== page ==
IP - the French National Patents Rights Institute

Protect your property
Protect your property

The bricks-and-mortar economy is being replaced with one of ideas in which intellectual property has become a major currency. In the new global economy, wealth is generated through creating and harnessing the value of knowledge and this requires special protection, as Adebambo Adewopo, Professor of Intellectual Property Law, Nigerian Institute of Advanced Legal Studies explains...

Up till 1962, French Laws governed patent rights in the majority of the francophone Member States of OAPI (l'organisation Africaine de la Propriété intellectuelle). The French National Patent Rights Institute (INPI) was the national authority in each of these States. On becoming independent most of them felt the need for a common body for their territory with regard to conventions on patent rights. Consequently, these French-speaking African countries established the African and Malagasy Office of Industrial Property under the 1962 Libreville Agreement. At a revision conference in Bangui, Central African Republic in March 1977 the present OAPI was created in what is now known as the Bangul Agreement. This agreement was further amended in February 1999 with the establishment of OAPI’s headquarters in Yaounde, Cameroon.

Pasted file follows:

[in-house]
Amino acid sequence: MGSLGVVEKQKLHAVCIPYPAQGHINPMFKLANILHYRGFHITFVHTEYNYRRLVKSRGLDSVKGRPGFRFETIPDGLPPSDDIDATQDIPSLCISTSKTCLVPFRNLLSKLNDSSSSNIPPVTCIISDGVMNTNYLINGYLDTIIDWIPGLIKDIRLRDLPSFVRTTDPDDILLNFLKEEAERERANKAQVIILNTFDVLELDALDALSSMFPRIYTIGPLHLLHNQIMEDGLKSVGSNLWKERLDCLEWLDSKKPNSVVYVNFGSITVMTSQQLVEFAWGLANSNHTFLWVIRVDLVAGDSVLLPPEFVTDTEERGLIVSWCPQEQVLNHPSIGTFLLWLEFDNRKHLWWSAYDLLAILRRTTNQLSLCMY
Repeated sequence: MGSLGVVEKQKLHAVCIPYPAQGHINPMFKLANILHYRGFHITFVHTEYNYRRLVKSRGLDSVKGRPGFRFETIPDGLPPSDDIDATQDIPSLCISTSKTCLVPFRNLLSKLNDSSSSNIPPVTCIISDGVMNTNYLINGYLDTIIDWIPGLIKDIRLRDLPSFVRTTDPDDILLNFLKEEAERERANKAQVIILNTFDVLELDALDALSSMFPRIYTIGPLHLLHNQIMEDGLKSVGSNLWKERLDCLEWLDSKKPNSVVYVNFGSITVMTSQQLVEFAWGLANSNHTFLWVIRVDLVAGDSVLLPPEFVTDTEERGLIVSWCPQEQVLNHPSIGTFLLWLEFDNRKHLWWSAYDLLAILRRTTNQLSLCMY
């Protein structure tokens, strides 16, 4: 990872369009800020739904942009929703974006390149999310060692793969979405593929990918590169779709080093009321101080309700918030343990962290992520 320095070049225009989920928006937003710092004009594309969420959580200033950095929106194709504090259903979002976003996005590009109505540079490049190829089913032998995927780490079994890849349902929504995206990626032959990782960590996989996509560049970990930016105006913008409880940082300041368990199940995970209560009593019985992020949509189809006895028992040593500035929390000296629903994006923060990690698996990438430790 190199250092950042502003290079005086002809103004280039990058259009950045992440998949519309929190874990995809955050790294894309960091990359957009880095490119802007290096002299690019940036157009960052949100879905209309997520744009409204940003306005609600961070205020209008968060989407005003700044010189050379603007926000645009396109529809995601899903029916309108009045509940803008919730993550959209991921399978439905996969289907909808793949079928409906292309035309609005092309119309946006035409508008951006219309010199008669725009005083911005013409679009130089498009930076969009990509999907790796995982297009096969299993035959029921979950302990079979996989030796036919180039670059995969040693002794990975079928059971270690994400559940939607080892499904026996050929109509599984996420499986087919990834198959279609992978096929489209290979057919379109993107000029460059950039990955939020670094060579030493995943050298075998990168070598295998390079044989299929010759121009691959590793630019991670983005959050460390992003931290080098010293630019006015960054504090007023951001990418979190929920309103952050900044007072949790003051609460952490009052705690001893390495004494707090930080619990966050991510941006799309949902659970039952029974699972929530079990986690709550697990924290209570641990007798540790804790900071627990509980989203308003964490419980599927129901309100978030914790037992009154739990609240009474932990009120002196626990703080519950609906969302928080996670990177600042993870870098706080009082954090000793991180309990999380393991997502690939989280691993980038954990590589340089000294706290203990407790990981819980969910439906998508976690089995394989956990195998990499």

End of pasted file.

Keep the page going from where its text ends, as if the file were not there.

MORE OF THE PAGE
Recognising the important role that intellectual property plays in the development of their member states and appreciating the need to strengthen cooperation between the two bodies in order to facilitate economic integration, the two bodies entered into a cooperation agreement in Harare in November 1996. The agreement commits the two bodies to cooperate in the area of intellectual property, as well as other areas dealing with the development of Africa. They are to exchange experts and information in areas of common interest and carry out joint projects as the need arises. They are also to undertake joint awareness training programmes and inform the public of opportunities offered by the two agencies.

Unfortunately, many countries in Africa do not belong to either of the regional organisations. While ARIPO currently has 16 members, OAPI has 15, but here are 51 countries in the continent. Most importantly some of the countries with the strongest economies, such as Nigeria, South Africa and Egypt are not members. There is still a feeling in many quarters that even though intellectual property is vital to economic development, Africa has not built the necessary infrastructure and technical know-how to be able to take advantage of the various international treaties.